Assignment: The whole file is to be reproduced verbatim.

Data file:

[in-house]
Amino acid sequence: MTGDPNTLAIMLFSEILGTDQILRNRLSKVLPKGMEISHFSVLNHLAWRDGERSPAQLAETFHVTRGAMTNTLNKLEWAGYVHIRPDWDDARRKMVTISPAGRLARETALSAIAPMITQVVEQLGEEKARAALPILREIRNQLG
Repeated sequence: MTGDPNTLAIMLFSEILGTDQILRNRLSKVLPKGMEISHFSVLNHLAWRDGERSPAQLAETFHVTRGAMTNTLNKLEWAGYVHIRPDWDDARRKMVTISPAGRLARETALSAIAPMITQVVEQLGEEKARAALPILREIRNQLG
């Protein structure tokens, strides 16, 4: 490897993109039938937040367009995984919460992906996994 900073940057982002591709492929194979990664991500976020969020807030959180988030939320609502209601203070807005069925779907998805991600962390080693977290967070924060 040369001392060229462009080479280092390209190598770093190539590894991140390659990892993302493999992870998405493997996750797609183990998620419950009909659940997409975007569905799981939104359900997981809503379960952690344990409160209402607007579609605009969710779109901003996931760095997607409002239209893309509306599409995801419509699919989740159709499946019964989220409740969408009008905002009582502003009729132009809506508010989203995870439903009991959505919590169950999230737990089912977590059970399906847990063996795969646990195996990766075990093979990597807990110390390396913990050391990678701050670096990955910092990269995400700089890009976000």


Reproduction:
[in-house]
Amino acid sequence: MTGDPNTLAIMLFSEILGTDQILRNRLSKVLPKGMEISHFSVLNHLAWRDGERSPAQLAETFHVTRGAMTNTLNKLEWAGYVHIRPDWDDARRKMVTISPAGRLARETALSAIAPMITQVVEQLGEEKARAALPILREIRNQLG
Repeated sequence: MTGDPNTLAIMLFSEILGTDQILRNRLSKVLPKGMEISHFSVLNHLAWRDGERSPAQLAETFHVTRGAMTNTLNKLEWAGYVHIRPDWDDARRKMVTISPAGRLARETALSAIAPMITQVVEQLGEEKARAALPILREIRNQLG
């Protein structure tokens, strides 16, 4: 490897993109039938937040367009995984919460992906996994 900073940057982002591709492929194979990664991500976020969020807030959180988030939320609502209601203070807005069925779907998805991600962390080693977290967070924060 040369001392060229462009080479280092390209190598770093190539590894991140390659990892993302493999992870998405493997996750797609183990998620419950009909659940997409975007569905799981939104359900997981809503379960952690344990409160209402607007579609605009969710779109901003996931760095997607409002239209893309509306599409995801419509699919989740159709499946019964989220409740969408009008905002009582502003009729132009809506508010989203995870439903009991959505919590169950999230737990089912977590059970399906847990063996795969646990195996990766075990093979990597807990110390390396913990050391990678701050670096990955910092990269995400700089890009976000």